UBC Undergraduate Research

Education, awareness and re-localization of the UBC Food System Bawa, Renu; Chu, Bonnie; Gobes, Monique; Lee, Eun-Ae; Nguyen, Linda; Sproule, Flora; Yau, Kathleen 2005-04-05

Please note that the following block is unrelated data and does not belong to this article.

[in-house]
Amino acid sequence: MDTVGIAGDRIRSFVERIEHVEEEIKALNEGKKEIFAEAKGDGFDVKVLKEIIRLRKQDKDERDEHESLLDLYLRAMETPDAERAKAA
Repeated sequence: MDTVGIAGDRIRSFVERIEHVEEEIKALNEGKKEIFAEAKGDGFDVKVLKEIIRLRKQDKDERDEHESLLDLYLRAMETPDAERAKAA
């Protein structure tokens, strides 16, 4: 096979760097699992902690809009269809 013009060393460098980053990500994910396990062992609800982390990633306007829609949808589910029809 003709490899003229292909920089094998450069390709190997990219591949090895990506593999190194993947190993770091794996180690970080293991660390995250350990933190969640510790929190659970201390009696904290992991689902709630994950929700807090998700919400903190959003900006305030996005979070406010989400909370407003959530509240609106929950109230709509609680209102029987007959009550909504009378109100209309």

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        UBC Food Systems Project IV  Scenario 3: Education, Awareness and Re-Localization  of the UBC Food System            GROUP 7: Renu Bawa Bonnie Chu Monique Gobes Eun-Ae Lee Linda Nguyen Flora Sproule Kathleen Yau  April 8, 2005  AGSC 450  Group 7    1 AGSC 450 – Land, Food and Community III University of British Columbia  Table of Contents     Executive Summary………………………………………………………………………………......2 PART 1 Introduction…………………………………………………………………………………………...3 A. Problem Statement….………...…………………………………………………………………...4 B. Value Assumptions…………………...…………………………………………………………...5 PART 2 C. Methodology………………………………………………………………………………………6 D. Assigned Sub-System…….……………………….………………………………………………7 E.  Findings i) Critique of Past Education Campaigns………………..…………………………………..8 ii) Review of the Buy BC Program……………..………………………………………......11 iii) Discussion of the Benefits of Local Food……………………………………….….…..13 F. Recommendations i) Food Week………………………………………...……………………………………...15 ii) Labeling of Local Foods………………………...………………………………….……19 G. Campaign Budget…………………………………………………………………………………20 Summary……………………………………………………………………………………………..20 Works cited………..…………………………………………………………………………………22 Appendices A. “UBC Grown” Logo………………………………………………...……..…………….24 B. Posters…………………………………………………………...……………….……....25   C. Pamphlet………………………………………………………………………….……...26  **Note to marker: Per the verbal agreement made with Alejandro Rojas March 30 March 2005, we have 2 additional pages to account for educational campaign material.    AGSC 450  Group 7    2    Executive Summary  Re-localization of the University of British Columbia’s food system will enable it to become more environmentally, economically, and socially sustainable. There are many benefits to consuming locally grown or processed foods over items that travel great distances. We define our local food system to be within the province of British Columbia. Currently, there is relatively little awareness and support for re-localization from the consumers who purchase food at UBC. A successful food system re-localization program must address consumer education, through targeting different student, staff, and faculty populations.  The findings of previous groups of the UBC Food System Project, as well as survey results and additional literature reviews by this team, have been used to help us develop strategies that can be implemented to educate consumers. Social marketing and other theories of behaviour change can also be used as a theoretical framework to develop our plans. Any recommendations that we wish to implement must have some evidence that it will be effective in reaching our target populations within UBC consumers. We must also appreciate financial constraints since the food system must remain economically viable.  Some recommendations that we believe would be effective include promoting the Buy BC marketing campaign, the use of well-developed, aesthetically pleasing visuals, stickers and pamphlets, holding an awareness-building Food Week targeting new undergraduate students, and promoting other food-related events. Finally, it is important to work collaboratively with our partners, UBC Food Services and AMS Food and Beverage. A successful re-localization campaign at UBC must address the consumers using multiple strategies.    AGSC 450  Group 7    3  PART 1 Introduction To provide food for tens of thousands of students, faculty and staff each day, the University of British Columbia must be supported by a food system that is environmentally, economically, and socially sustainable. Like many organizations, UBC is an adherent of globalization, and relatively few people within the university population are aware of the benefits of a more localized food system. Only recently, with the onset of programs such as Buy BC and the ongoing UBC Food System Project (UBCFSP), has re-localization of food systems been propagated into mainstream discussion. In order to maintain and increase support for the growing trend of re-localization of the food system at UBC, education campaigns must be established that target awareness and understanding within the consumer group. The population at UBC is made up of staff, faculty, and for the most part, students. Undergraduate students make up a large proportion of the consumer population. As all consumers become aware of the benefits of purchasing local foods, demand for local products will hopefully increase, and this should contribute to the re-localization movement. The goal of this component of the UBCFSP is to determine the most effective methods of reaching this population, and what messages should be used to address the issues relating to local foods. Before any messages can be given to the consumer population, we must first define the meaning of “local food.” The definition is often disputed. To different people, it can mean food produced within a very small area, within provincial or national borders, or within an eco-region (Local food, 2005). The size of a province or country can impact the definition of local foods, as well as the actual number of food miles an item must travel. For example, Canada is one of the world’s largest countries, and some of its provinces are geographically larger than many  AGSC 450  Group 7    4 countries. Local foods are ideally defined by their eco-region, or ecological unit determined by climate, soil, watershed, species, and local agricultural practices (Local food, 2005). If this were the case, local foods for UBC may include food from Washington State, but not eastern Canada. However, because we wish to create a program that is economically as well as ecologically viable, we choose to define local food for UBC as being any food produced, processed, or made within the province of British Columbia. Therefore any local products purchased will benefit the provincial economy. It is essential to clarify to any consumers targeted by the education campaign that local foods are not necessarily organic, non-processed, or anti-globalization (Local food, 2005). Local foods tend to be equated with produce grown by family farms, but in actuality any food produced within our provincial boundaries are considered local, which may or may not include larger agribusinesses in BC. One fact that can be emphasized is that the reduction of food miles that occurs when local foods are purchased will minimize our ecological footprint. Very good section explaining re-localizaton and the team’s position.      A. Problem Statement There is currently only minimal recognition that a problem within the food system exists. According to the Scenario 3: Education, Awareness, and Re-Localization of the UBCFSP, this is caused by an abundance of food at a perceived low cost to the consumer; when in reality many externalities exist that harm the environment, economy, and social fabric of our country. Many consumers do not know the distance that food travels or where it comes from, or are aware of the  AGSC 450  Group 7    5 consequences of non-local foods for food producers, the environment, and perhaps their own health. The increasing distance between the producer and the consumer is a problem that must be addressed. Perhaps one of the reasons that food has become so un-localized lies in globalization and the global commitment to free trade in most countries of the world. Non-local producers may rely on intense agricultural techniques such as monocultures or cash crops to make the most of a free trade system, but these practices result in many negative ecological effects. Not only are monocultures unsustainable and reduce biological diversity, the transportation of food from afar relies heavily on fossil fuel consumption, resulting in greater carbon emissions worldwide (Pretty, 2001). While these environmental problems are serious, there may be apathy in consumers who cannot see where their food comes from. A goal of this educational campaign would be to bring interest and support for re-localization of food at UBC.  B. Value Assumptions Seven guiding principles have been developed by previous UBCFSP partners, which in turn have been analyzed and discussed by this team. There are many key aspects of the original guiding principles that we agree with, such as the idea that a sustainable food system is multi-faceted and addresses environmental, financial, and social requirements; however, we feel that a number of guiding principles are unclear or worded inappropriately. We have re-written the guiding principles to define a sustainable local food system to be one that: 1. Must protect and enhance the diversity and the integrity of the natural ecosystem and the resources that supports it. 2. Relies on local inputs when possible, where inputs and waste are recycled and/or composted locally. 3. Is a secure system that provides food that is affordable, available, accessible, culturally, ethically and nutritionally appropriate, safe and can adapt to change. 4. Nourishes the present generation to provide for healthy diets that do not compromise the food security of future generations.  AGSC 450  Group 7    6 5. Nurtures feelings of community and promotes enjoyment of food around the food table. 6. Enhances feelings of personal responsibility within the community, influenced by a heightened awareness of every component, from production to disposal. 7. Contains a mixture of imported and local foods that come from socially and ecologically conscious producers to ensure long-term financial viability. While all members of this group have a vested interest in environmental circumstances, the majority of members take on a weak anthropocentric position with regard to how the UBC food system can be made more sustainable. Our team is made up of Food, Nutrition, and Health students, who value human nutrition, as well as Agroecology students who value planetary health. Our overall system of values may affect the development of an educational campaign for the re-localization of the UBC food system because we will ultimately place the well being of human beings over that of the planet. However because our position is only weakly anthropocentric, we feel that there are many ways to collaborate with more ecocentric ideals to ensure that human needs and wants, such as variety and novelty in our diets, can be satisfied along with principles that will benefit the environment, such as minimizing packaging and waste   The strategies that we hope to implement to accomplish our goals will be discussed in the following section.  PART 2 C.  Methodology  For an effective marketing campaign that encourages the UBC population to purchase locally grown foods, it is helpful to understand behaviour change theories. They serve as a behavioural map to better identify and predict future behaviours. That knowledge can then be adapted into constructive marketing strategies. Campaigns that are based on an understanding of  AGSC 450  Group 7    7 behaviour theories and that use corresponding communication strategies have a much greater chance of producing positive change (Campbell, 1999).   At the community level of change, the diffusion of innovations model can help explain how new ideas, products, and practices are adopted in various segments of the population at UBC. Although local food is technically not an “innovation,” it is a new idea in the respect that most of the UBC population is accustomed to purchasing globally produced or grown foods and may not be conscientious of choosing locally.  With this in mind, survey results from Chan et al. (2004) and the Sauder School of Business (2004) played an important role in developing our educational campaign. To have the community accept the innovation, it must be perceived to have greater benefits than costs while the risks of changing are not prohibitively high. The main ‘risk’ the UBC population may perceive to local foods is an increase in price and lack of variety; therefore it is important that food prices remain competitive and eating seasonally is emphasized in our campaign. We also drew upon key elements of the previous work done by our colleagues such as the use of posters and pamphlets. We also considered the successes and failures of “Buy BC,” an analogous province-wide campaign that has been operating since 1993.  Our goal with this educational campaign is to send clear, concise, and positive messages that emphasize the benefits of local food as seen by our selected posters and pamphlets (Appx. B & C). They appeal to people who are information seekers, which is a common characteristic of the UBC population. This type of understanding helps us plan more effective campaigns while responding to societal trends that affect food choices.  D.  Assigned Sub-System   AGSC 450  Group 7    8  We have identified our target population to be all consumers of food and beverages at UBC. This includes mainly students (64,410 enrolled in the 2004/2005 school year), but also faculty (~8000), staff, and some residents. The largest population of students, and perhaps the most impressionable, will be the undergraduates. The population of UBC is characterized by a medium to high socio-economic status and most have or are obtaining a formal education.   E. Findings            i) Critique of Past Education Campaigns  Although the groups of previous years have used food mileage as an ecological indicator, Group 17, consisting of Chan et al. (2004), opted to set up a system to calculate the volume and seasonality of several commodities to assess the proportion of fresh produce used at UBC, which can be obtained from BC sources.  Their data was collected through the aid of Dorothy Yip (AMS Food Services) and Nick Gregory (AMS Food and Beverage Department).  The basis for the volume and seasonality study was also supplemented by utilizing the BC Agriculture Commodity List (Chan et al., 2004).  Under economic indicators, Group 17 focused their attention on food that may be purchased at a lower cost locally.  This proved to be a more efficient way to analyze data as it more closely reflected the university’s commitment to re-localization.  If raw materials such as fruits and vegetables can be acquired and produced locally and at a lower cost, this leads to a win-win situation for both campus vendors and consumers.  In terms of social indicators, Group 17 felt that the way to measure this pillar is by assessing consumer awareness about the food supply and the willingness of these consumers to eat a more local and seasonal diet.  In reaching this goal, a questionnaire was produced which included sections on the attitudes, beliefs, behaviours, and identity of the people filling them out.   AGSC 450  Group 7    9 In addition, a poster quoting the slogan “Eat Thoughtfully, Buy Locally” was produced.  As a team, we felt that the questionnaire was an effective way to gather information about the audience we wanted to target.  In turn, we can figure out what type of approach we can use to educate the general UBC population about local foods.  If we are able to assess their knowledge and awareness of local foods on campus, then we can effectively reach more people.  Overall, we felt that the education campaign created by Chan et al. (2004) would not be effective.  Although all the relevant information was provided, the design of the poster was unprofessional and unappealing.  Our goal this year is to provide more aesthetically pleasing visuals relevant to our target audience with a general slogan “Buy Fresh, Buy Local” (Appx. C). In addition, we plan to incorporate the benefits of purchasing and consuming local foods in terms of social, economical and ecological aspects.   Group 6, consisting of Asada et al. (2004), suggested that educating the UBC community about Food Miles could the first step towards a more sustainable food system. They pointed out that a Food Miles label indicates relative environmental pollution due to fossil-fuel consuming transport based on CO2 emissions and also indicates relative freshness. They suggested developing posters, pamphlets and colour-coded stickers to raise awareness about Food Miles. However, our team believes that trying to teach people about Food Miles is jumping one step ahead. We feel that, as the average UBC student does not consider the source of their food, we need to start by promoting local foods first. Perhaps, once everyone gets used to thinking about buying local, we can next teach consumers about Food Miles and the implications of international trade. We feel that it would be more relevant to promote “Buy Fresh, Buy Local” and promote local foods as a healthy alternative to well-traveled food because they have a higher nutritional value and contain are grown with fewer chemicals (UCS, 2002). We feel that  AGSC 450  Group 7    10 promoting the health benefits of local foods will be more effective than focusing on the negative environment implications of non-local foods as most people are anthropocentric and consider their own health before that of the environment.  The Sauder School of Business at UBC also developed an education campaign to promote local foods to students in residence at UBC (Aikens et al., 2004). The Sauder team interviewed 31 students including graduate students, residence students, and non-residence students in October 2004 to understand current UBC students' attitude to locally produced food. They concluded that a successful campaign must increase students' awareness on the relationship between consuming local produce and sustainability. For an educational campaign, they suggest modifications to the UBC Food Service (UBCFS) website, an information table and cards, posting information about local foods on the Bulletin Board, promoting a local Dish of the Day, a home-grown indicator on the menu, and a paragraph writing competition. We feel that these measures are well thought out and cover most aspects of educating students living in UBC residences. Therefore we chose to focus our own education campaign on the rest of the UBC population.  The Sauder team defined local food as originating in BC. However, they were concerned that some BC products may not be organically grown, and some produce (such as that from Washington) would require fewer Food Miles than food from the interior regions of BC. Since our group values economical aspects as an important part of sustainability, we define “local” as produced in BC to support local economy.  Results from the Sauder survey showed that undergraduate students are very price-sensitive and are unlikely to pay more for local products. Seventy-one percent of students answered they will support the idea of UBCFS offering more locally produced food on campus  AGSC 450  Group 7    11 although this does not necessarily mean that they will buy it once offered. We believe, though, that if the UBC community is enlightened as to the human and environmental benefits of local food, they will be more willing to support it. Group 3 chose to develop a pamphlet to be displayed in busy dining areas around UBC (Chang et al. 2004). They also developed a logo for the campaign with the slogan “Food from within”. We thought that the logo was visually adequate but did not understand the slogan. As a result, we modified the phrase to “UBC Grown” and decided that it would be best used as a sticker on UBC Farm produce. Because Chang et al. (2004) did not provide a finished pamphlet, our team has taken the opportunity to develop one (Appx B). Furthermore, Chang et al. (2004) estimated the budget of their campaign to be $150 for 100 table advertisements. However, we decided that education materials would be more timely and effective if they are distributed during the first week of classes in September, as part of the IMAGINE UBC student orientation program and the Firstweek initiative sponsored by the UBC Alma Mater Society (AMS). Through these programs, we can reach new students to UBC to deliver our message of support for a local food system. To accomplish this, we have revised our budget to include 3000 colour pamphlets, costing approximately $1200 ($0.20/page), as well as the table advertisements.   ii) Review and Critique of the Buy BC Program Prior to planning our educational campaign, we examined at length an existing local food awareness campaign, Buy BC. Information from the official website of BC Agricultural Council as well as the annual report from the Ministry of Agriculture and Food has been reviewed and we have also obtained some specific details from Steve Thomson, the coordinator of the program.  AGSC 450  Group 7    12 The Buy BC Program has supported local food production by increasing consumer awareness of local food since 1993 (BC Agricultural Council [BCAC], 2005), and is led by the provincial government and the agri-food industry. Food producers and processors who qualify and pay to participate in the program are licensed to use the Buy BC logo or the Buy BC marks. Consumers can look for the logo in food markets or grocery stores if they prefer to buy food that is grown or processed in BC. The Buy BC marks are classified into three main categories: BC Grown, a BC Product and BC Made. BC Grown products are 100% grown or raised in BC (BCAC, 2005). A BC Product indicates food with over 51% of its production originating in BC and is mainly grown within the province as well (BCAC, 2005). Although BC Made products are also processed in BC, their raw materials are from other provinces or countries (BCAC, 2005).  Beyond benefits from Buy BC logo use, participating companies can also take advantages of special promotions organized by retailers in the Buy BC program to promote their local products (BCAC, 2005). With an additional cost, Buy BC Road Signs are available to provide customers with clear directions toward a participating company’s farm or local food market (BCAC, 2005). The program is planning to offer website promotion and product research for its participants in the future. It has been determined that “the consumer recognition of the Buy BC logo is over 75%” (BCAC, 2005). This indicates that 75% of the consumers can recognize when local food is available in store. The Buy BC program has significantly enhanced the promotion of BC products. According to the Ministry of Agriculture and Food annual report from 1998 to 2000, the number of companies that use the Buy BC logo has increased by about 20% (Ministry of Agriculture, Food and Fisheries [AGF], 1999, 2000). Over 1200 companies and 5000 products  AGSC 450  Group 7    13 are involved in the application of Buy BC logo (BCAC, 2005). The increasing number of participants highlights the success of the Buy BC program in past years.  When government funding was withdrawn in 2001, the BC Agricultural Council took over the responsibility of running the Buy BC Program (Langley Advance, 2002).   Since then, the council has been struggling to maintain the program (AGF, 2002). A new user-pay program, requiring producers to pay an annual fee depending on their company size for the participation in the Buy BC program, was administered in 2003 to sustain the program (Birley, 2003). The program is now maintained under a sublicensing agreement with the provincial government     From an email interview with Steve Thomson, the coordinator of the Buy BC program, it was disclosed that there are difficulties in maintaining the program (Thomson, 2005)  . As the program was initially free with the government funding in the past, a limited number of firms and associations are willing to pay for the licensing fee that is now required. There are only forty firms with current licenses and the program budget is about $25,000 each year. The budget is not sufficient to support the logos and other materials (Thomson, 2005). Another challenge that the program faces is the development of individual local food programs by the retailers. This has caused many retailers to withdraw from the Buy BC program. Thomson is making progress in discussions with provincial government on how the Buy BC program can be beneficial to BC. His efforts include linking the program with current initiatives on “healthy food for healthy British Columbians” and the Act Now Program as well as promoting BC agri-food industries in the lead-up to 2010 Winter Olympics (Thomson, 2005).   AGSC 450  Group 7    14 Although it seems very difficult to maintain the Buy BC program, Thomson believes that the Buy BC logo still has value. The program has made people consider buying locally. Since many people recognize the Buy BC logo, it will be useful to include it as a part of our educational campaign.    iii) Benefits of Local Food Marketing plays a crucial role in promoting local foods but if consumers are not given concrete incentives to purchase them, then the most aggressive campaigning would still be ineffective.  Therefore before we can come up with an effective education piece, we must first address the question of why we should buy local.  Many benefits surround the idea of purchasing local food whether they are ecological or economical.  However, one of the biggest reasons why most people should consider eating local foods is due to their nutritional benefits.  Food travels an average distance of 1,500-2,500 miles from farm to table (Halweil, 2002) and within that time many vitamins and minerals are lost (Food Routes, 2005).  For example, fruits and vegetables that are shipped from the United States (particularly from California, Florida and Washington)  can spend up to 14 days traveling from producers, processors, transporters, distributors and marketers before getting to consumers (Choate.    In that amount of time, the vitamin C content can decrease significantly due to poor handling, exposure to direct sunlight and generally poor storage conditions (Choate).  Fruits and vegetables that are sold locally are picked during the peak of their ripeness and sold within 24 hours so that consumers can benefit from their freshness and nutritional content.  In addition, fruits and vegetables that are imported from other areas are prone to a higher exposure of pesticides and methyl bromide due to  AGSC 450  Group 7    15 quarantine reasons (Green Party.   ).  Although nutritional content is higher in local foods than in foods that are imported, the variety of them is significantly lower.  In order to purchase local foods, they must be in season.  Therefore, commodities such as carrots, celery, peas, potatoes, etc. that are not in season during the winter months in BC, cannot be consumed .  When deciding what foods to eat, it is important to think of how it was produced, where it came from, how far it has traveled and when it was harvested.  Eating local foods help give us a better understanding of how to answer these questions and at the same time, provide us with a product which is fresher, higher in nutritional content and lower in pesticides.  Farmers can also benefit from enriching the local food market because they can focus on breeding varieties based on taste and freshness instead of shipping and long shelf life (Food Routes, 2005).     Buying locally grown food will benefit ecological and economical systems as well. Ecologically speaking, freshly picked foods generally contain fewer pesticides and preservatives (Aikens et al., 2004).  Transporting foods locally also minimizes negative impacts on the environment.  Vehicles used for transport release carbon dioxide and other harmful emissions that are linked to global warming (Raloff, 2003).   Furthermore, buying local foods will strengthen communities. The money spent on local foods can circulate within a local community, and be used to support local farms. More money will be returned to producers because some of the middlemen, including processors, packagers, shippers, advertisers and retailers, can be eliminated from the food system, thus perpetuating the support for local foods (Aikens et al., 2004).  F.  Recommendations  i) Food Week  AGSC 450  Group 7    16  As a fun initiative to promote local foods within the UBC community, our group has opted to hold a “Food Week” event in the Student Union Building (SUB) concourse between September 22 and 24, 2006.  Because our event will be held in the SUB, a proposal must be submitted to the Student Administrative Commission at least two weeks prior to the event start date for discussion and final approval.  This written agenda will include the required space and dates requested and other groups, organizations, companies, and UBC partners we intend on working with. Groups external to the AMS are considered to be “commercial” and therefore full rental rates would apply.  However, if our team is able to collaborate with AMS Food and Beverage (AMSFB) and Nancy Toogood, we may be given permission to use the SUB concourse free of charge or at partial rates.  Further inquiries in regards to final rental rate estimates could be made to Kari Hewett.  If it’s decided to work independently and not in conjunction with AMSFB, questions with regard to SUB concourse rental rates could be directed to Jane Kim and concerns with specific room rental space within the SUB can be made to Sunshine Hanan.  Therefore, for future groups intending on implementing “Food Week”, we suggest that they draft a proposal for this event as soon as possible. Assuming that our proposal is approved for implementation and all the fees are paid, “Food Week” will begin on the third Wednesday back from summer holidays.  Therefore, the students involved in the January 2006 component of the UBCFSP can organize the event to start September 2006.  “Food Week” festivities will include such events as Cooking with John Bishop, promotions with the Beat radio station (94.5FM), and special appearances by representatives of the UBC Farm, Sage Bistro, and Sprouts.  The Beat radio station is known to be involved in community events on and off UBC campus and would be willing to promote our event. We are suggesting that future groups contact them to appear at UBC during Food Week as  AGSC 450  Group 7    17 a promotional tool. They can provide wide media exposure and we can benefit from their marketing expertise. Considering the social marketing techniques discussed above, this may prove to be a successful method of changing food purchasing behaviour through observational learning and diffusion of innovation, by spreading the trend of buying local. During the course of the week, we also intend on having several raffle draws with prizes such as gift certificates to local restaurants Sage Bistro and Bishop’s, as well as cookbooks that feature local food ingredients.  To be eligible for the raffle, students will be asked to answer questions such as what they believe local food is.  A winner will be announced daily to maintain student interest and incentive to participate. Other events that can be considered for “Food Week” in the long-term can include cooking contests using local ingredients, and a Battle of the Bands concert featuring local talent. To attract attention to our educational campaign, we thought it would be beneficial to use a local celebrity who would be high profile as well as relevant to our cause. John Bishop is a local fine dining restaurateur who promotes a sustainable food system at his business by purchasing local and organic foods as part of his restaurant’s food purchasing policy. He is also an active member in the Vancouver Food Policy Task Force, which seeks local food security and sustainability. Our team has contacted him to see if he would be interested in participating in our awareness campaign, and he was enthusiastic at the prospect1. To take advantage of his high profile, he could be the ‘celebrity judge’ of a cooking contest of students using local foods donated by SPUD or the UBC Farm. Alternatively, he may be willing to do a cooking demonstration or be on hand to provide recipes using local foods. Whatever participation capacity future groups request should be mutually agreed upon and respect his busy schedule and donation of time. Food week can grow to be an annual Food Festival on the UBC Farm, offering                                                  1 Future groups: He can be contacted at . To jog his memory regarding this project, remind him that Monique Gobes spoke to him by telephone in March 2005.     AGSC 450  Group 7    18 tours of the farm to UBC students and contests, while providing local food and local bands as entertainment. Another way our team intends to promote and educate about local foods to the UBC community is through the use of pamphlets.  We have designed a local food pamphlet to be distributed before and during “Food Week”, to promote the event.  The prototype of our pamphlet can be found in Appendix B.  It includes information about why people should purchase and consume local foods in terms of economical, nutritional and ecological aspects, current resources and contact information, such as Sprouts and the UBC Farm, to learn more about local foods, as well as a brief summary about the Buy BC program.  The pamphlets can first be distributed inside the Tupperware containers from the UBC residents association to UBC campus residence students during the final weeks of August.  It is very important to target these students who live on campus since the likelihood of them purchasing their own food to consume on a daily basis, is higher than those living at home with their parents.  The pamphlets will also be incorporated into the Frosh Kits prepared by the IMAGINE UBC orientation program.  IMAGINE UBC is run by the faculty and students of UBC and welcomes over 5000 first year students on the first day of classes2.  Each student receives a Frosh Kit that includes information about upcoming events within the course of the month.  The pamphlet can either be incorporated into this kit or ask student leaders to pass them out to those who are interested.  The information about Food week and local foods can also be presented to the AGSC 100 class of September 2006, in order to recruit volunteers for Food Week as a component of their class requirements. We felt that targeting these first year students will be effective in increasing awareness of local foods in those students potentially purchasing food from campus over the next                                                  2 More information about the IMAGINE UBC program and plans to implement the pamphlet as part of the Frosh Kits can be obtained from Chad Trytten Coordinator, Imagine UBC    AGSC 450  Group 7    19 four years, as well as an early promotion of the UBC Farm and vendors of local foods on campus.  Overall, we felt that by promoting the pamphlets and thus information about local food, we can also promote “Food Week”. Another way to specifically promote “Food Week” is by creating a banner for the banner boxes situated outside the SUB.  These banner boxes are located at the top exterior of the SUB on both the north and south entrances and they provide a big visual impact at a centralized location.  The cost of advertising is set at $50/banner/week/side.  Banners are to be approximately 7.5 feet by 3 feet and can be produced individually or by a graphic designer provided by the AMS MarPro department at a cost of $13 per hour at a maximum of 1.5 hours.  The cost of printing this banner is about $50. Assuming that we advertise “Food Week” for two weeks on both sides of the SUB using our own banner, the total cost of this advertising medium would be approximately $2003. Another option is to promote Food Week on the UBC Farm website and UBC student services website under events.   ii) Labelling of Local Foods The idea of a label to identify local foods was put forth by Summer Group 3 (Chang et al. 2004), which we have since altered to create a local food label that can be used in various AMSFB locations.  This label will retain the image depicting food and community.  However, instead of having the slogan of “UBC: Food from within” we decided to shorten and clarify this statement to read “UBC Grown” within the graphic itself. Only commodities produced and purchased from the UBC farm will have this label on it.  This will complement our promotion of the Buy BC program logo to emphasize buying locally, whether on or off campus. As explained                                                  3 More information about using this type of advertising medium can be obtained from Linda Ong, Marketing and Promotions Manager, AMS    AGSC 450  Group 7    20 by Chang et al. (2004), the two people on the label symbolize the importance of people in establishing a foundation for the future while the heart motif represents the central idea of social sustainability and the nurturing and caring nature needed in developing connection with each other and the environment.  Finally the plant, as described by the group, helps us incorporate the idea of how important it is to have food grown at the UBC campus itself as a prime example of locally grown food.  This idea is further reiterated by our new slogan, “UBC Grown”. The stickers can be provided to the UBC Farm to be used on all food produced there such as squash, tomatoes and salad mixes. These labels can also be used at various food vendors on campus that sell products from the farm, such Sprouts or Sage Bistro, to increase awareness on campus and allow students the choice to buy locally grown. Sage can also use the logo on their menu to build awareness of locally grown menu options. The UBFSP group that has organized the menu for the August 2006 UBC conference will also use the logo on their menu to promote UBC grown food.  G. Campaign Budget  Poster Printing Fee $0.20 / page§ Pamphlet Printing Fee $ 1200 / 3000 color pamphlets§ UBC Grown Logo – Sticker Printing Fee $160 / 2000 logo stickers† Advertisement for the Banner Boxes $200* Use of AMS concourse To be checked PA Equipment Rental for Food Week To be checked Stage Rental for Food Week To be checked Cash Prize for Best Chefs and Bands $1000*; ($500 each) Food by donation $0.00 § Kinko’s http://www.kinkos.ca/servicecenter/personal solutions html  †Quickie Copy Center  * AMS  AMS Food and Beverage Department have indicated that they are willing to spend $2500-$5000 towards an educational campaign (Toogood, 2005). In order to ensure subsequent funding in years to come, it is recommended to assess the effectiveness of the educational  AGSC 450  Group 7    21 campaign. Future groups should consider conducting an evaluation of awareness of local food issues in the UBC population previous to and following the campaign with pre- and post-test surveys.   Summary  In conclusion, we have found that previous groups have many insightful ideas for methods to educate the UBC community about the benefits of local foods. We have decided that the most useful education campaign will include posters, pamphlets, stickers for UBC Farm produce, “Food Week” in September of 2006 and promoting the slogans “Buy Fresh, Buy BC” and “UBC Grown”.  We recommend that UBC Food Services promote UBC Grown foods at Sage Bistro as well as other campus food outlets. They can do this by using the “UBC Grown” logo beside menu items featuring UBC Farm products. Sprouts can also use the “UBC Grown” logo to showcase produce from UBC Farm. As AMS Food and Beverage department will be hopefully helping to finance our education campaign they will play a major role by distributing pamphlets, displaying posters and the “UBC Grown” logo to promote local foods. They could also take part in “Food Week” since it will take place outside the SUB where the majority of their businesses reside.  The UBC Farm could be involved with “Food Week” through the donation of produce to the cooking competition. They can also help to raise awareness about local food by handing out pamphlets and educating public at weekly markets. The UBC Farm can also use the “UBC Grown” logo on all their food that they sell at the Saturday markets.  AGSC 450  Group 7    22  Next year’s UBCFSP groups can follow up by printing and distributing the posters and the pamphlet we designed. They can continue to make plans for “Food Week” to happen in September of 2006 and hopefully use AGSC 100 volunteers to run the event with the help of AMS Food and Beverage Department and the AGSC 450 teaching team. As we have had many years of thought on this project it is now time for the real action to begin!          Works Cited  Aikins, Kwong, et al. 468UBCFS. 2004. Home Grown: Marketing local Foods as UBC.15 March 2005 <http://www.sustain.ubc.ca/pdfs/seedreport04/dec04/homegrownpaper.pdf.>.  “The Best things in Life are BC” Buy BC Program. Accessed 8 March 2005.          <http://www.bcac.bc.ca/buybc/index.html.>.  Birley, Brenda. “B.C. Agriculture Council names 2003 board members”. Alaska Highway News 21 March 2003:B2  “Buy Locally”. Soil Association. Date unknown. Accessed 10 March 2005.           <http://www.soilassociation.org/web/sa/saweb.nsf/living/buylocal.html>.  “Buy Locally Grown: It’s Thousands of Miles Fresher.” Food Routes. Accessed 28 February 2005.< http://www.foodroutes.org/whycare1.jsp>.  Campbell MK, Sherman SG. Nutrition behaviour: Implementing change in communities.          In: Owen AL, Splett PL, Owen GM, eds. Nutrition in the Community: The Art and           Science of Delivering Services. Boston: McGraw-Hill, 1999  Chan,  Hague, et al., “A study of the Feasibility in Re-localizing the Food System of the University of British Columbia.” Group 17. Fall 2004. Accessed 10 March 2005. <http://www.webct.ubc.ca/SCRIPT/agsc_450/scripts/serve_home.>.  Chang, Wen-Szu. Et al. “The sustainability of the UBC Food System : Collaborative project IIIa” Group 3. Summer 2004.  Accessed 10 March 2005.  AGSC 450  Group 7    23        <http://www.webct.ubc.ca/SCRIPT/agsc_450/scripts/serve_home>.  Choate, Mary S. “A Good Tomato in Winter, Where?” Co-op Food Stores Website. Accessed 12 March 2005. <http://www.coopfoodstore.com/news/Archives/arch_nutatt/seasonal/tomatoes.html>.  Green Party of Aotearoa New Zealand.  No date given.  “Buy Local Food”.  NZ Greens.      Accessed 10 March 2005. <http://www.greens.org.nz/food-revolution/buylocal.asp>.  Halweil, Brian. “Home Grown”. Worldwatch Institute. 2002. Accessed 10 March 2005. <http://www.worldwatch.org/pubs/paper/163/orderpage.html>.  “Local food”. Wikipedia. 2005. Accessed 2 March 2005. <http://en.wikipedia.org/wiki/Local food.>.   “Minister promotes new direction”. Langley Advance, 4 October,  2002:11  Ministry of Agriculture, Food and Fisheries. Ministry of Agriculture and Food Annual Report 1998/1999. Accessed 8 March, 2005. <http://www.agf.gov.bc.ca/ministry/annualreport/index.htm.>  Ministry of Agriculture, Food and Fisheries. Ministry of Agriculture and Food Annual Report 1999/2000. Accessed 8 March, 2005. <http://www.agf.gov.bc.ca/ministry/annualreport/index.htm.>  Ministry of Agriculture, Food and Fisheries. Ministry of Agriculture and Food Annual Report 2001/2002. Accessed 8 March, 2005. <http://www.agf.gov.bc.ca/ministry/annualreport/index.htm>   Pretty, J. Briefing Note for Sustain AgriFood Network: Some Benefits and         Drawbacks of Local Food Systems. 2001. Accessed 16 March, 2005, <www.sustainweb.org/pdf/afn_m1_p2.pdf.>.  Raloff, J. Local Foods Could Make for Greener Grocers. Science News Online.          2003. Accessed 30 March, 2005. <http://www.sciencenews.org/articles/20030809/food.asp>  Thomson, S. <bcac@bcagcouncil.com> Re: Information request on Buy BC Program [Personal e-mail]. 26 March, 2005.  Toogood, Nancy. Discussion with the class of AGSC 450. 16 April 2005. UBC, Vancouver, BC.  Union of Concerned Scientists (UCS). “Think globally, eat locally.” 2002. Accessed       24 March 2005. <http://www.ucsusa.org/publications/green_tips.cfm?publicationID=439>.     AGSC 450  Group 7    24                   Appendix A          AGSC 450  Group 7    25                Appendix B   AGSC 450  Group 7    26